Opposition Senator has reiterated her support for pro-democracy activists in Hong Kong who continue to fight against threats to their civil liberties and political autonomy as China moves to impose a national security law in the city.
In her commentary entitled “HK today, PH tomorrow: They are coming for us” published in social news network Rappler last June 3, De Lima said democracy fighters sacrifice their own life, liberty, and property for something bigger than themselves, such as social, political, and economic equality, and protection from oppression and tyranny.
“As we watch the protesters in Hong Kong, [w]hat we ought to see are protesters that are fighting for democracy everywhere, including here in our own nation. Because that is the nature of democracy. To fight for it where you stand, is to fight with it alongside everyone standing for it everywhere,” she said.
“So I continue to stand with Hong Kong, as I have more than a year ago. Not just because their fierce and fearless protest leaders stood up for me when my freedom was taken, but, more importantly, because they are standing up for the Filipino nation when they stand up against the Chinese government’s violent bullying,” she added.
Last May 28, China’s parliament, the National People’s Congress, approved the proposal to impose a new national security law for Hong Kong, which will pave the way for its Standing Committee to proceed to working out details of the legislation to be implemented in Hong Kong.
The legislation, aimed at stamping out protests in Hong Kong, would ban “any acts or activities” that supposedly endanger China’s national security and would likewise allow “national security agencies” – potentially Chinese security forces – to operate in the city.
In highlighting the world’s fight for democracy and against authoritarian regimes, De Lima recalled the statement by American civil war writer Edmund Wilson in 1962 which noted how history reminds people that many of the conflicts between human beings “are stimulated…by the same instincts as the voracity of a sea slug.”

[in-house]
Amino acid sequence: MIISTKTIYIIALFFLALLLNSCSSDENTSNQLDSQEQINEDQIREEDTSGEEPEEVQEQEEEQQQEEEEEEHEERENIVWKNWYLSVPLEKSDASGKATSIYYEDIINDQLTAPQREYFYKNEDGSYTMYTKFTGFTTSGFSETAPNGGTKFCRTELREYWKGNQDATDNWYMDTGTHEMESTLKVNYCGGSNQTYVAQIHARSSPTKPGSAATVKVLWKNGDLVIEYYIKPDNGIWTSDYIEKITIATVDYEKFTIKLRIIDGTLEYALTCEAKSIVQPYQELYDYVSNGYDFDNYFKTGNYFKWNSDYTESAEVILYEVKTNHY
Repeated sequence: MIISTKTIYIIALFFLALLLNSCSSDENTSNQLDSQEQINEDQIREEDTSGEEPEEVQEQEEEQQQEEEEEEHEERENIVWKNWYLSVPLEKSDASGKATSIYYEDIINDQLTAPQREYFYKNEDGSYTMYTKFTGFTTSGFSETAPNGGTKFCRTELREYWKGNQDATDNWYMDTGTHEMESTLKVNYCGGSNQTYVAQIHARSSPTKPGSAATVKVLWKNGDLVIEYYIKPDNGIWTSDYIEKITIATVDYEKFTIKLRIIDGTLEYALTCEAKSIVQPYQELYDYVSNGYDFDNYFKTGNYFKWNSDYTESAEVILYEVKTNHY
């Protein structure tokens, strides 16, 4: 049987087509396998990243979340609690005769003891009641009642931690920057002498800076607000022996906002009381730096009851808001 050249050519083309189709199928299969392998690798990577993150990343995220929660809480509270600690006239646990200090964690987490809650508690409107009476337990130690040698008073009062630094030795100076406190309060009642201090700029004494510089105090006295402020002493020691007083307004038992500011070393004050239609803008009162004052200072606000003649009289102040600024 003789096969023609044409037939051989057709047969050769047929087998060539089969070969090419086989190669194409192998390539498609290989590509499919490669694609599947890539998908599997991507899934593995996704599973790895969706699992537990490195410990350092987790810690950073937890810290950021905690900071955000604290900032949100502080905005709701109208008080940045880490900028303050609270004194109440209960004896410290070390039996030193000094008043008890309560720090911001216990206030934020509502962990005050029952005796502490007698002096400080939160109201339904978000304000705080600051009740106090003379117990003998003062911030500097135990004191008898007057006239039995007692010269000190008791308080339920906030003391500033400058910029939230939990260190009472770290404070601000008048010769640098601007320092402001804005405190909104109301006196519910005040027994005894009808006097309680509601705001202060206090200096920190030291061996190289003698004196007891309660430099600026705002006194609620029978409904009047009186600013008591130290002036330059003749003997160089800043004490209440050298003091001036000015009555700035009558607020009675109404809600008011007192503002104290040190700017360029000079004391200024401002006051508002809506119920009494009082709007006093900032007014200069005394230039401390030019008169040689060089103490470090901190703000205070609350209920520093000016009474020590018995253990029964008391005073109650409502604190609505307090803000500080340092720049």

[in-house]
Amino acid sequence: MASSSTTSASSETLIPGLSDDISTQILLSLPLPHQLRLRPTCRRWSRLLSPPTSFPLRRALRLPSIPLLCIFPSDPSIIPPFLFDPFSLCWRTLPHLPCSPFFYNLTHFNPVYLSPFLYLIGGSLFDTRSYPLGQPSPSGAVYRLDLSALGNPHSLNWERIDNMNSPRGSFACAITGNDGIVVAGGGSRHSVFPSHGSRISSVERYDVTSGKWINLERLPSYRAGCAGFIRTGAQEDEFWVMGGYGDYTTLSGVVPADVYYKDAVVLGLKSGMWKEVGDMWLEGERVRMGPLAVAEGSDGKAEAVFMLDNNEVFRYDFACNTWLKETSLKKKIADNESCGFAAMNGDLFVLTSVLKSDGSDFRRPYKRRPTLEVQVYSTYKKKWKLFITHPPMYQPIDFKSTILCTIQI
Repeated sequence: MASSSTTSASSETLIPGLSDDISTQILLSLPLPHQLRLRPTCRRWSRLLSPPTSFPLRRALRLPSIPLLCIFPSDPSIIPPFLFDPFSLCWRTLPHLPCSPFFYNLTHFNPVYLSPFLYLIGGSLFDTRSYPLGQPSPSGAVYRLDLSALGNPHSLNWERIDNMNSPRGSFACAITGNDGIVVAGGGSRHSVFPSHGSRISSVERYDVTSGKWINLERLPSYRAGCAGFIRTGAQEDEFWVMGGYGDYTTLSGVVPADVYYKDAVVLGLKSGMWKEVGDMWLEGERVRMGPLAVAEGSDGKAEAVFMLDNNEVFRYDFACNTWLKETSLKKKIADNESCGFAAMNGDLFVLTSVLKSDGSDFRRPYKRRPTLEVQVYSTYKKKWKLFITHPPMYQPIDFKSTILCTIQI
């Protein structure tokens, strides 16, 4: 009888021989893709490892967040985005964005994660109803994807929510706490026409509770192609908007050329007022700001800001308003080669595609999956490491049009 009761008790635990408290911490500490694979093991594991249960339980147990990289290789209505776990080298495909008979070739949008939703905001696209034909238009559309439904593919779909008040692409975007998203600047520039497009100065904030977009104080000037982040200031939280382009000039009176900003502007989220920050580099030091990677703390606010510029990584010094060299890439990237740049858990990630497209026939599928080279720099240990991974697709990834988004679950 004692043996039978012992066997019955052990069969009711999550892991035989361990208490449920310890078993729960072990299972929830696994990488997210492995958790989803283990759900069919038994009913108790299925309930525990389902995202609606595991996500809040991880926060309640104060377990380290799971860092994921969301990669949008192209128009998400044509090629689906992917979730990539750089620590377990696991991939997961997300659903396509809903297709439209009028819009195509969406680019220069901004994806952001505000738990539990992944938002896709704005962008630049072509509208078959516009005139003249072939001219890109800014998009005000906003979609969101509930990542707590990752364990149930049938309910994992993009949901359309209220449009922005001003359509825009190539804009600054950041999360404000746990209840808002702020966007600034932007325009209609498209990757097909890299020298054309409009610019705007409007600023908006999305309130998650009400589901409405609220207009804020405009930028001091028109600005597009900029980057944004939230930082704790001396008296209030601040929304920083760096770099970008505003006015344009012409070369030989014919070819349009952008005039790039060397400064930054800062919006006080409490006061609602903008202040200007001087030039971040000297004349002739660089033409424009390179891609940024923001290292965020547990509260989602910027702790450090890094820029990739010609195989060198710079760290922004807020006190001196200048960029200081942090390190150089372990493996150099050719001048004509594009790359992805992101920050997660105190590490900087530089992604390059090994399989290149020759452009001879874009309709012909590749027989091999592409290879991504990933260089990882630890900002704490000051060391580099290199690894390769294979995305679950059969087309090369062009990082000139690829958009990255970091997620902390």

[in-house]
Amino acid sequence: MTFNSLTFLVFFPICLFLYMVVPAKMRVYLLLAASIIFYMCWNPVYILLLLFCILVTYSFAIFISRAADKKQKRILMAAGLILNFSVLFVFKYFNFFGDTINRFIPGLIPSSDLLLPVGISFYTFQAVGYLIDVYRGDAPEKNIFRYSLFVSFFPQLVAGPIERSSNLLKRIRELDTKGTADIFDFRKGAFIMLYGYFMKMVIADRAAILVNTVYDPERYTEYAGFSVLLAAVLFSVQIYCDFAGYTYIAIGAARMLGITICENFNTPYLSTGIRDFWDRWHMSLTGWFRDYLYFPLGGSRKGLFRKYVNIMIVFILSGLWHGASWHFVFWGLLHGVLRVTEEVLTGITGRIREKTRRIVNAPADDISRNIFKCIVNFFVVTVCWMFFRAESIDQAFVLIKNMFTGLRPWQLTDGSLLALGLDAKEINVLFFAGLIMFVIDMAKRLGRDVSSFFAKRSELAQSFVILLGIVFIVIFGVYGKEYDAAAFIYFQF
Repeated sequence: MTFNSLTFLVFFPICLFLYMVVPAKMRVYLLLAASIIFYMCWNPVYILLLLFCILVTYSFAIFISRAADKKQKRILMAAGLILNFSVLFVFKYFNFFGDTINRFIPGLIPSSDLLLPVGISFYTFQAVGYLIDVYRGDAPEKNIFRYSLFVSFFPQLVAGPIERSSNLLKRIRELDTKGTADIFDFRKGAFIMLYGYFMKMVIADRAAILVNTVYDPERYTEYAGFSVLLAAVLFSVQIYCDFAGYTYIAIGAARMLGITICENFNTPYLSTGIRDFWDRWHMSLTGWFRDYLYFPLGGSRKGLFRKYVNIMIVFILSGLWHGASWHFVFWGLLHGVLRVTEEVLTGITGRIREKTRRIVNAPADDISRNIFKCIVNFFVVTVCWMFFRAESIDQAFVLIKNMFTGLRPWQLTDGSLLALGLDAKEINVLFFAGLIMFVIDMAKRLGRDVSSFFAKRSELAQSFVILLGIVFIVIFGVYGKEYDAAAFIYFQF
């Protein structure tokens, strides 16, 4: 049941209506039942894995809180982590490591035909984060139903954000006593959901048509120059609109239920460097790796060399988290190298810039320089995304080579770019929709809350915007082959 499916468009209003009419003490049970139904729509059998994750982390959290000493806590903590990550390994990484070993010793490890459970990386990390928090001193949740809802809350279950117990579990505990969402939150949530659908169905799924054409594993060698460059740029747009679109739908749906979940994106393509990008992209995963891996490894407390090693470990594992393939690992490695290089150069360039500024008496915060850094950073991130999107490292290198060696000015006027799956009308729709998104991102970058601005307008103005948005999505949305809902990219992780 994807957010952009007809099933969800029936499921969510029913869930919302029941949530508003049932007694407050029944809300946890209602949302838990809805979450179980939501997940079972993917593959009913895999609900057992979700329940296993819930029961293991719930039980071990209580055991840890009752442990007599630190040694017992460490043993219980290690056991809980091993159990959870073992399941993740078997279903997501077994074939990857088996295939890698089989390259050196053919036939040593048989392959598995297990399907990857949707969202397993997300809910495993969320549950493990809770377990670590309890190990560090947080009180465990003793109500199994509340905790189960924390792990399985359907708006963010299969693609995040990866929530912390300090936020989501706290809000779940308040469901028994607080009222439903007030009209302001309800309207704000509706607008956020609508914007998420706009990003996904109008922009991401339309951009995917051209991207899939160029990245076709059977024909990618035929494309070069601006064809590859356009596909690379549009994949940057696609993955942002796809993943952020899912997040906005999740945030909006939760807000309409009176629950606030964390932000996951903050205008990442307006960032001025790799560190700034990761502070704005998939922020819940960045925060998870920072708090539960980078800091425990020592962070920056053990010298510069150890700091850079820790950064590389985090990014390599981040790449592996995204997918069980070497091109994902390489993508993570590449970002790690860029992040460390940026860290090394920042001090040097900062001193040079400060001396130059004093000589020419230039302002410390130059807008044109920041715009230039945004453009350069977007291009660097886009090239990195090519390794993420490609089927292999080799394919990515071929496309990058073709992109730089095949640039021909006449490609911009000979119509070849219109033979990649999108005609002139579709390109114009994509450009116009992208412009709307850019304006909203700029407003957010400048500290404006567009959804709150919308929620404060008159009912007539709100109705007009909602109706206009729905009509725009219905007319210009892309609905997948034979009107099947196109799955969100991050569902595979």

De Lima said Wilson described sea slug as “a primitive organism” living at the bottom of the sea that “gobbl[es] up small organisms through a large orifice at one end of its body; confronted with another sea slug of only a slightly lesser size, it [gobbles up] that, too.”
De Lima continued that a “sea slug state”, like China, feeds on its smaller neighbors to satisfy its own hunger for more territory, greater share of the world’s wealth, and even greater power to lord over the nations it tramples on.
“Sea slug states will try to gobble up everyone in its path. And as each victim falls, the sea slug grows, if not in morals and legitimacy, but surely it grows ever drunker with ideations of conquest and world domination, which will inevitably lead it to set its sights ever farther,” she said.
The lady Senator from Bicol maintained that people from different parts of the world should exert concerted effort to defeat a power-hungry sea slug of a state.
“So it is clear to me that the world will be best served if it fights against a sea slug that seeks to overpower and dominate. Fight to defend democracy in Hong Kong, in Taiwan, and in the Philippines. Fight for us so that we can fight for you and with you,” she added.
De Lima also stressed that it behooves the Filipino people to stand for Hong Kong and to fight for Philippine freedom, which is threatened by the rule of Mr. Duterte, who is considered by many as China’s lackey.
“We must fight in order to secure for “ourselves and our posterity the blessings of independence and democracy.” We must fight to preserve what makes us human: that priceless opportunity to live as free men and women in our own land, and not slaves to some foreign power,” she said. (30)